All it took was talk of a Melbourne bar to prompt Simon Walker and Damon Garrett to launch Taylor Ventures, which is “a radar for the events taking place around you”.
Walker began working on the concept more than two and a half years ago while studying business, but it wasn’t until late 2010 that Taylor Ventures became officially incorporated.
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Walker talks to StartupSmart about why Taylor Ventures is not just another event listing service, and being chosen as a staff favourite on iTunes.
What prompted you to launch Taylor Ventures? What niche did you identify?
I was sitting around with friends one night and a few of them were talking about a fantastic bar reopening they went to the weekend prior.
I asked them how they found out about it, and one of my mates said that his friend owned a bar and essentially knew everything that’s happening in Melbourne on the food and drink scene.
I was frustrated not only because I would have loved to have gone but, because I didn’t have access to this industry knowledge, I knew I’d always be kept out of the loop.
That’s when the idea behind Taylor was born.
How did you fund the business?
Our funding was a combination of our own personal capital as well as early seed funding from angel investors.
Considering that both myself and my business partner don’t have technical backgrounds, we found ourselves in an interesting position considering we wanted to build a tech product.
After evaluating a range of development options, in the end we used a local technical and design firm to help make Taylor possible.
Although this allowed us to have a real hands-on approach during development, the costs incurred were significant, to say the least.
Looking back, I wouldn’t change a thing, although our bank account might think differently!
How many staff do you have?
At this stage, it’s myself and my business partner Damon Garrett running the show. However, we will be bolstering up our team to about seven to eight people by the end of the year.
How do you promote the business?
At this stage Taylor is still in beta, operating predominantly in Melbourne and Sydney as a proof-of-concept exercise.
With no significant marketing budget, we wanted to see how organically our user base grew through channels like word-of-mouth and Twitter.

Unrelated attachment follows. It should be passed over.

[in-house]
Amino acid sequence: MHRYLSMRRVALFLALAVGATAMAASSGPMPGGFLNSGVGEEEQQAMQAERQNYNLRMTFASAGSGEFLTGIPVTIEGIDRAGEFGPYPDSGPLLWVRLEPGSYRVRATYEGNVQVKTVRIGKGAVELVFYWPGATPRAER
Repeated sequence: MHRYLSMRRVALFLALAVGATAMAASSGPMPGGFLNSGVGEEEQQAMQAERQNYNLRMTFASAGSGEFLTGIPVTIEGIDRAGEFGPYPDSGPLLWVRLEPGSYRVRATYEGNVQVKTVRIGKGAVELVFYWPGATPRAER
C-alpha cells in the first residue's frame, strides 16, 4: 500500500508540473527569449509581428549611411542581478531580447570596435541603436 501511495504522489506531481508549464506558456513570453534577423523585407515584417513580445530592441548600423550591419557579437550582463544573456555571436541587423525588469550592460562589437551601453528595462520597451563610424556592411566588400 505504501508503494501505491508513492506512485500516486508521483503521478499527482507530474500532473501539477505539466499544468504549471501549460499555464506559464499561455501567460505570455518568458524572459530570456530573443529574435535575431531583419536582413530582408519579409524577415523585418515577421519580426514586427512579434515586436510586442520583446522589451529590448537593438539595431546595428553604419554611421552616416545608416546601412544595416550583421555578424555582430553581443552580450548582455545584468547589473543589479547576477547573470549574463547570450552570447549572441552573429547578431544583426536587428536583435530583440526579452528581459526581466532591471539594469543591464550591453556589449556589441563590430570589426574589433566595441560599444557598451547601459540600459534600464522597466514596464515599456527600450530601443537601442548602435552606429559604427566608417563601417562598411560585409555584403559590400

A few weeks after we launched, we were chosen as an Apple “Staff Favourite” on iTunes, which was fantastic, and have seen solid user growth since our launch in December.
How do you stand out in the market? What’s your point/s of difference?
Taylor is not another event listing for everything, everywhere – there are enough of those already.
Taylor focuses on quality, variety and value by bringing together a community of industry experts to help recommend – in their own voice – events happening in our local cities that are actually worth our time.
Rather than using a special algorithm or recommendations driven by critical mass, we believe the best way to unlock our cities is to listen to our local industry experts who know better than anyone what’s going on around us.
What’s the biggest risk you face?
I’ve always believed that the biggest risk we can take is to not do anything.
To let ideas remain in your head – to let opportunities pass and new challenges go unmet – means we can’t progress, nothing changes and we can’t make a difference.
That’s why Taylor won’t be standing still.
What are your revenue projections for 2011/12?
We expect revenues in excess of $500,000 for 2012.
Is there anything you would have done differently?
To my own detriment, in the early days I think I let my pride get in the way of asking people for help. It’s sometimes difficult to admit your weaknesses and say, “I don’t know”.
However, when you’re able to put your ego aside, you’ll be surprised just how many people are willing to help if you just reach out and ask for it.
What advice would you give to other entrepreneurs?
To understand that in every mistake, in every failure or rejection, there is so much value and opportunity to improve.
Rather than giving up or throwing in the towel, by taking the right perspective – and realising that as a result of things not going to plan, you know what not to do, what doesn’t work or how to not approach something – in the end you might find yourself being thankful for the mistake.
You shouldn’t fear failure – you should use it to your advantage.